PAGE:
Well Matthew went ahead and made the focaccia. Luckily he was a good home cook so he avoided obvious pitfalls and made the necessary adjustments to suite the recipe for larger numbers of people. That evening Matthew’s focaccia was the starter. With much fanfare it was removed from the oven and taken to the small serving table under the pergola. Steaming hot, the focaccia was cut by Matthew and served by Ruth the other volunteer at that time. I had no idea how the focaccia would be. It certainly looked good but as it was being served directly to the guests there wasn’t really the chance to taste it first. I watched with some trepidation as the guests tucked into the loaf. Then, Andrea, an English lady sitting with her husband and two kids turned around and said to Matthew: “finally some Italian cooking at La Faula”. We all laughed and realised that the experiment had been a success. And from that point on the volunteers were involved in the cooking of the dinner courses using standard recipes which are more like food preparation algorithms. But the process of integrating the volunteers in the dinner preparation has been a long one and has involved hours and hours of work honing and improving the”recipes” and the constant incorporation of feedback from the volunteers who have to use those “recipes”.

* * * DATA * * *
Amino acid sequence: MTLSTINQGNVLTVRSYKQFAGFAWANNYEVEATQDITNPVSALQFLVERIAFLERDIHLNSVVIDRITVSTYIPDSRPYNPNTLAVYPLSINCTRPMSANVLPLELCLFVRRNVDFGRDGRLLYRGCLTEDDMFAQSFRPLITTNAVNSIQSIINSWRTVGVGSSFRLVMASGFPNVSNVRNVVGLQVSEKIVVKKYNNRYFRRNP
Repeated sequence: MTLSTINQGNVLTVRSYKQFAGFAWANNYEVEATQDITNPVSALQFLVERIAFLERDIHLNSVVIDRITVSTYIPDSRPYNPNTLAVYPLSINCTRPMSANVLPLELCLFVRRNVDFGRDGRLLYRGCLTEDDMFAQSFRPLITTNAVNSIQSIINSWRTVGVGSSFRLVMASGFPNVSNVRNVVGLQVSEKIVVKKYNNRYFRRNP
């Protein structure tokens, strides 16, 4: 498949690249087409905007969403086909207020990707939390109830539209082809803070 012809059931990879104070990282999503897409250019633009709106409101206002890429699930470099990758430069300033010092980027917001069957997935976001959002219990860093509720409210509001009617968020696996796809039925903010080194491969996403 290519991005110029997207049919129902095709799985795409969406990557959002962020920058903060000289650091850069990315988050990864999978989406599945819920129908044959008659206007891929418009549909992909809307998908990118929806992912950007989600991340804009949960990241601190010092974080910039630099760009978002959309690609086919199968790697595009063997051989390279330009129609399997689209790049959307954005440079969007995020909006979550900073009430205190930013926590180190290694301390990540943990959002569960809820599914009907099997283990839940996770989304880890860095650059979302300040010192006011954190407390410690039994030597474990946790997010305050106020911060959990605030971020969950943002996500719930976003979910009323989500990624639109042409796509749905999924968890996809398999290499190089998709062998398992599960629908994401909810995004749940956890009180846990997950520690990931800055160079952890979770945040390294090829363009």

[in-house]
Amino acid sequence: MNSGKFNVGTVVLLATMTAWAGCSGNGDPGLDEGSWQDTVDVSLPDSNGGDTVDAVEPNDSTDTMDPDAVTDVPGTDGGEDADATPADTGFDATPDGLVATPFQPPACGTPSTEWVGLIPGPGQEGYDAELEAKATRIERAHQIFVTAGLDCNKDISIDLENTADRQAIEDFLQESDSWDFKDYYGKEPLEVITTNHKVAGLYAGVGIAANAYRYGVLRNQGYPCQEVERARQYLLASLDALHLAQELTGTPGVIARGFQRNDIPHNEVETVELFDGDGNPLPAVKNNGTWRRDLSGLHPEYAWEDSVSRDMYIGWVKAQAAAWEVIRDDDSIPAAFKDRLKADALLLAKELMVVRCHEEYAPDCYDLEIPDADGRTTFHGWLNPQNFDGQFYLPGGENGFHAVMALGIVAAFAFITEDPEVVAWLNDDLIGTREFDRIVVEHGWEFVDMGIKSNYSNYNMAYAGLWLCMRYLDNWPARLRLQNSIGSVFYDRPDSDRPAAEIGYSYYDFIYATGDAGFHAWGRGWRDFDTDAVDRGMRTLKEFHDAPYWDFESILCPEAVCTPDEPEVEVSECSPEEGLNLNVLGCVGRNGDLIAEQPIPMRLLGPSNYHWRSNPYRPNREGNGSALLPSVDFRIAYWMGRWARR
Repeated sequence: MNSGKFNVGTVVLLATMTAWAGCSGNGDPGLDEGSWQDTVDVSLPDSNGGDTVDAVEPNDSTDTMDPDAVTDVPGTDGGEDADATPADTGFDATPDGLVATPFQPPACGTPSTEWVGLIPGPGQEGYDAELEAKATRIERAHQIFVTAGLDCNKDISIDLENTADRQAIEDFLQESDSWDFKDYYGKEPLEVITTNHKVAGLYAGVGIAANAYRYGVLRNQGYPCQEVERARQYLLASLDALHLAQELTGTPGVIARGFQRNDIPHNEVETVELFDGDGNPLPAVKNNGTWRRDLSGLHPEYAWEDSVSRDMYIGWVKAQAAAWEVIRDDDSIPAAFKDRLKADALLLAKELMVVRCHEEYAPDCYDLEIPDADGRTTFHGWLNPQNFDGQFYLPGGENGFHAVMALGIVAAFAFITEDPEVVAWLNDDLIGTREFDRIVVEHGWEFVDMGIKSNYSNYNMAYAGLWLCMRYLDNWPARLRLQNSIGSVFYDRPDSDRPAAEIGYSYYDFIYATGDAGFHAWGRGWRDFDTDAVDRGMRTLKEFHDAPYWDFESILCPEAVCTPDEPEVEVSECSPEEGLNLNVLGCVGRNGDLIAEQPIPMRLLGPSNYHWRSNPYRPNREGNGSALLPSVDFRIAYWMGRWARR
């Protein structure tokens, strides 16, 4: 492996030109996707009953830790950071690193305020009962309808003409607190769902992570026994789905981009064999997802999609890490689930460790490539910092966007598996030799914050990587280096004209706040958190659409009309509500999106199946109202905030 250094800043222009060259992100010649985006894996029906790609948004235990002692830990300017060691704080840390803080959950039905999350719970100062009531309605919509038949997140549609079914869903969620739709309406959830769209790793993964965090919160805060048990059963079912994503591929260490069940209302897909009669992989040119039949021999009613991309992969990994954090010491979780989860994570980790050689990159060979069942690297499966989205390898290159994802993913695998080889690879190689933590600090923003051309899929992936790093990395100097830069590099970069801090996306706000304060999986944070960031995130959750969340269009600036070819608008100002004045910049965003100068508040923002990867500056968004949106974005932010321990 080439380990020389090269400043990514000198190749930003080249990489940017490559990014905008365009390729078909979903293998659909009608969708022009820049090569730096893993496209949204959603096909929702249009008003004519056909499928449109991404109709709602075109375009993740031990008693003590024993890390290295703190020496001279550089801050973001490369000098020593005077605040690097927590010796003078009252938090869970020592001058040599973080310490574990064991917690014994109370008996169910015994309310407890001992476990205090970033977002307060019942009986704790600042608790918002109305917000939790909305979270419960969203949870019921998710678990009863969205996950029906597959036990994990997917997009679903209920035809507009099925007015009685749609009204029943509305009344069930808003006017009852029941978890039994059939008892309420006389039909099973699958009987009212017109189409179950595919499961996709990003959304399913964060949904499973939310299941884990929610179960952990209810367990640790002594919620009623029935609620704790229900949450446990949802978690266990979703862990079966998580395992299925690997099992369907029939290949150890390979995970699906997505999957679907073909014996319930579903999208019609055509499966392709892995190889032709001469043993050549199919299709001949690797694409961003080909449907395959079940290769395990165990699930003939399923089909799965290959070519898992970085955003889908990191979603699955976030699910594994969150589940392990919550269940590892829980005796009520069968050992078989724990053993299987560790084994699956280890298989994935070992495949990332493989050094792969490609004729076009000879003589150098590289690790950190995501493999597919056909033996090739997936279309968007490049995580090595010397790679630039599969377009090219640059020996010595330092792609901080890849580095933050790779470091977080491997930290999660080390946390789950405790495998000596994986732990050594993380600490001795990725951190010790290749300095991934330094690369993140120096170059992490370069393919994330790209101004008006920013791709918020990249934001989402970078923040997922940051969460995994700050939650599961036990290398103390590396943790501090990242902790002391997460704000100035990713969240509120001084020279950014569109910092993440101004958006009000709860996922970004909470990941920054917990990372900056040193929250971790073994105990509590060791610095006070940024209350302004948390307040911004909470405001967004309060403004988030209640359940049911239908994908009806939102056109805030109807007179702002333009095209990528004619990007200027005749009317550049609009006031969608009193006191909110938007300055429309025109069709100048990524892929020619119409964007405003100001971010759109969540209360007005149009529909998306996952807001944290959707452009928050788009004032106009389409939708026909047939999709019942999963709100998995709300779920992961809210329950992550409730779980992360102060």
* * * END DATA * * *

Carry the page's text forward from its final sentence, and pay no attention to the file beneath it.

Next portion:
So I was really quite afraid as to whether Jonas would be able to integrate himself into the Faula system regarding the dinner preparation. For one thing the “recipes” are in English. They are not complicated but they are a fully comprehensive - thus dense - step-by-step manual of food preparation: you start at the first word and by the time that you get to the last you are serving 26 people under the Faula pergola! It is a challenge for those not used to working in English. And it requires a mature and responsible mind. Childish fooling around must have already given way to a serious capacity to dedicate oneself to the task at hand with the objective of completing it to a high level of perfection. Of course, not all adults are capable of this, but one assumes that maturity is a factor of age and that teenagers, lighter in years, are less likely to have attained the necessary maturity.
Jonas arrived on a Monday and the first week for him saw him swimming in a nightmare. The English of the Faula kitchen was fast and accented: Matthew from Glasgow, Todd and myself from New Zealand. Working out what was going on at dinnertime was a gigantic jigsaw puzzle but without time to work out how the pieces came together; one set of operations were completed and immediately another set started. Everyone was working fast and Jonas was trapped in a thicket of linguistic incomprehension. And then there were the “recipes”. To fully understand the “recipes” Jonas had to “get” the system that was operating. After the gentle pleasure of being welcomed to La Faula, a tidal wave of information, of ways of doing things, procedures and responsibilities broke upon him. Of course, I knew that if Jonas gained mastery of the situation and met the challenge it would be of inestimable value to him both in confidence and in English but it wasn’t a certain outcome.